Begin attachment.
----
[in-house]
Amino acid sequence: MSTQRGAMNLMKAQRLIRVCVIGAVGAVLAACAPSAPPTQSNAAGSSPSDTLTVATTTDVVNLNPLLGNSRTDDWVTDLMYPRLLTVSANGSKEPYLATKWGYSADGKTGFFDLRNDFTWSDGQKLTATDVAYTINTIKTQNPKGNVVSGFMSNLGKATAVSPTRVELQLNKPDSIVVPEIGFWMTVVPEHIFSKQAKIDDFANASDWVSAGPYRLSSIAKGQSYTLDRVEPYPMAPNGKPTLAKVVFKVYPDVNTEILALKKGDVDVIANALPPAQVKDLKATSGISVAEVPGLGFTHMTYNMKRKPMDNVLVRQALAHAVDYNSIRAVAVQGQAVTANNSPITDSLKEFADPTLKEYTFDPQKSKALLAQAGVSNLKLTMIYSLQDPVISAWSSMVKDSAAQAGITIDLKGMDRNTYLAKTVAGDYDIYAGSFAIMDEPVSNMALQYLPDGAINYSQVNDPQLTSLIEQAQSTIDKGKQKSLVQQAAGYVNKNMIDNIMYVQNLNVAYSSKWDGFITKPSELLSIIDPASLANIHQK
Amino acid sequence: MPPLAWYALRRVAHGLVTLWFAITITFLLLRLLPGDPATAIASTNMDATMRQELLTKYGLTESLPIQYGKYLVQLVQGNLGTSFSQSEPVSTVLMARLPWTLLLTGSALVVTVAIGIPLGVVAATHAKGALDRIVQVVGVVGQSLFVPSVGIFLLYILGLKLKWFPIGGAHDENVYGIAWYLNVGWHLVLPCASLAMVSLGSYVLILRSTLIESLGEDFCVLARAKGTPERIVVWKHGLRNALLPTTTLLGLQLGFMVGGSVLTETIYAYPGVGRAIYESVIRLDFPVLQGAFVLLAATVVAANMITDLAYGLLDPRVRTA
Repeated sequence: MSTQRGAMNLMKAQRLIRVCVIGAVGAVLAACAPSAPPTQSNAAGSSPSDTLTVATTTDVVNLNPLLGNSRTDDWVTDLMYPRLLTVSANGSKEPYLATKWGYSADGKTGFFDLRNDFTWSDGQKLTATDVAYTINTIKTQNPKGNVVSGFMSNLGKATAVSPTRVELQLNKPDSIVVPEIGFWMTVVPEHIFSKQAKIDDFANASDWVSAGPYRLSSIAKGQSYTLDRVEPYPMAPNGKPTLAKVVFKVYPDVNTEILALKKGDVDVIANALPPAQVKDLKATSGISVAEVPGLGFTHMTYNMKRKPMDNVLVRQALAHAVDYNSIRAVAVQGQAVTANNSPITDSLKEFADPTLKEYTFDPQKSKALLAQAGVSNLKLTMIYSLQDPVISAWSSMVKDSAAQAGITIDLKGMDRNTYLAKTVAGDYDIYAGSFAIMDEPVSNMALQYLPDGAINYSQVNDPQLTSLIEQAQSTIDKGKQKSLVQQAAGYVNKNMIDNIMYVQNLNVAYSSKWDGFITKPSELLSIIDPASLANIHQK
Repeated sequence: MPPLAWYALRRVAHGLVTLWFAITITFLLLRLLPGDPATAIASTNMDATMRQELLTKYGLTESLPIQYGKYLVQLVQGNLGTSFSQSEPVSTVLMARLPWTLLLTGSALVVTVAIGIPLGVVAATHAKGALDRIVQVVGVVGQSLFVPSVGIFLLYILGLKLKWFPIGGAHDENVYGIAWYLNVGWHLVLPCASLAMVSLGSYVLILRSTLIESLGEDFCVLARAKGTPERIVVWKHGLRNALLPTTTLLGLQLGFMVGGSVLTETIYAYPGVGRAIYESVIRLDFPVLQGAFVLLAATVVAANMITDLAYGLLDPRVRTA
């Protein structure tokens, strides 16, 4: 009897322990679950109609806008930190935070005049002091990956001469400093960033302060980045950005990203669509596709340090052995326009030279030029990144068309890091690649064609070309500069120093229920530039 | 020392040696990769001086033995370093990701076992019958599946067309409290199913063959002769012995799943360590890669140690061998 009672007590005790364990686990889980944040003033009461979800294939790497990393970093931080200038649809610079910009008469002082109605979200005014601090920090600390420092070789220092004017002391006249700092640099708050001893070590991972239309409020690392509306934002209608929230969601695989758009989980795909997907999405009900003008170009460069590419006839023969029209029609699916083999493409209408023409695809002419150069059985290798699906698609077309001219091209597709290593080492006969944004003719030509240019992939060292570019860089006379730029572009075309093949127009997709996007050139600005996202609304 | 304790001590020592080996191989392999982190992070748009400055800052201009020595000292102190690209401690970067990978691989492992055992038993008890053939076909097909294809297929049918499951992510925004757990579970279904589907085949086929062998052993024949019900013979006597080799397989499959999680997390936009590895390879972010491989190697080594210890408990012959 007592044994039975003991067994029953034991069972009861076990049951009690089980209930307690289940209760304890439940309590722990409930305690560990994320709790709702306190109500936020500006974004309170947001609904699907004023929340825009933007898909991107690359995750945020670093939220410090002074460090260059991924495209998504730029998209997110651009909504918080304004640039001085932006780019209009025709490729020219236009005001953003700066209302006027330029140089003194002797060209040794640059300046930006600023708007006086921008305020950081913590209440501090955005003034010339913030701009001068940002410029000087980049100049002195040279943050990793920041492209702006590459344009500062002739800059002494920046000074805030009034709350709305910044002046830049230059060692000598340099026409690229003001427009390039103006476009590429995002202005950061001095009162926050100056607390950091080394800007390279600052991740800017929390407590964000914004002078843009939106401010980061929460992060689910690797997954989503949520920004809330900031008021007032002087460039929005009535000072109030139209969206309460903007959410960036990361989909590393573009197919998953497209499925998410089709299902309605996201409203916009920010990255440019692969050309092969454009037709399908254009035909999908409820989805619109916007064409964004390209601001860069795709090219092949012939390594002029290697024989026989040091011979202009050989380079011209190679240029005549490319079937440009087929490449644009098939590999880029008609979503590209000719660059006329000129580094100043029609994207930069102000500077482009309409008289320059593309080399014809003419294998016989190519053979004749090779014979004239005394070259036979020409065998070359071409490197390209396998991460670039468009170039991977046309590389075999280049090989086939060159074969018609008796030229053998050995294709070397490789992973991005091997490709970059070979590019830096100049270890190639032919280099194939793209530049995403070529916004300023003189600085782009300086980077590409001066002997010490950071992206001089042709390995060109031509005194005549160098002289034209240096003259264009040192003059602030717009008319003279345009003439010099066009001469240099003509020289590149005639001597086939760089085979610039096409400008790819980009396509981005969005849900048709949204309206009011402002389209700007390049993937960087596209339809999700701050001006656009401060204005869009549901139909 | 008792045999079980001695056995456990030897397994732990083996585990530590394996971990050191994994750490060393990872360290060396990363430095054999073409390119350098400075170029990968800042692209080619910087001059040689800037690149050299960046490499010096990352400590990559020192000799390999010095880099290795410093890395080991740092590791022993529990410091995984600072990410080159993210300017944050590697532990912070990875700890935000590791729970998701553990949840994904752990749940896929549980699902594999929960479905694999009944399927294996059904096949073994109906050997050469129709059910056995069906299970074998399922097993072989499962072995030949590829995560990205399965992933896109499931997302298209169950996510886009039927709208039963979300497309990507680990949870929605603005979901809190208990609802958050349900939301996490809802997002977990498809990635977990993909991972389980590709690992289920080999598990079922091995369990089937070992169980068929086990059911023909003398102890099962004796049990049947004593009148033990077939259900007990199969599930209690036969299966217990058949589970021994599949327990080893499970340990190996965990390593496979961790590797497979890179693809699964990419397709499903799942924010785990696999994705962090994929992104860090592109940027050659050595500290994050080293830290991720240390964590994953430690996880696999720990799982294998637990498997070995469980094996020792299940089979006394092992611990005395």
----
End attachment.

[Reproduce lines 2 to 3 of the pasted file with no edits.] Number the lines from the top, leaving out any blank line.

Amino acid sequence: MSTQRGAMNLMKAQRLIRVCVIGAVGAVLAACAPSAPPTQSNAAGSSPSDTLTVATTTDVVNLNPLLGNSRTDDWVTDLMYPRLLTVSANGSKEPYLATKWGYSADGKTGFFDLRNDFTWSDGQKLTATDVAYTINTIKTQNPKGNVVSGFMSNLGKATAVSPTRVELQLNKPDSIVVPEIGFWMTVVPEHIFSKQAKIDDFANASDWVSAGPYRLSSIAKGQSYTLDRVEPYPMAPNGKPTLAKVVFKVYPDVNTEILALKKGDVDVIANALPPAQVKDLKATSGISVAEVPGLGFTHMTYNMKRKPMDNVLVRQALAHAVDYNSIRAVAVQGQAVTANNSPITDSLKEFADPTLKEYTFDPQKSKALLAQAGVSNLKLTMIYSLQDPVISAWSSMVKDSAAQAGITIDLKGMDRNTYLAKTVAGDYDIYAGSFAIMDEPVSNMALQYLPDGAINYSQVNDPQLTSLIEQAQSTIDKGKQKSLVQQAAGYVNKNMIDNIMYVQNLNVAYSSKWDGFITKPSELLSIIDPASLANIHQK
Amino acid sequence: MPPLAWYALRRVAHGLVTLWFAITITFLLLRLLPGDPATAIASTNMDATMRQELLTKYGLTESLPIQYGKYLVQLVQGNLGTSFSQSEPVSTVLMARLPWTLLLTGSALVVTVAIGIPLGVVAATHAKGALDRIVQVVGVVGQSLFVPSVGIFLLYILGLKLKWFPIGGAHDENVYGIAWYLNVGWHLVLPCASLAMVSLGSYVLILRSTLIESLGEDFCVLARAKGTPERIVVWKHGLRNALLPTTTLLGLQLGFMVGGSVLTETIYAYPGVGRAIYESVIRLDFPVLQGAFVLLAATVVAANMITDLAYGLLDPRVRTA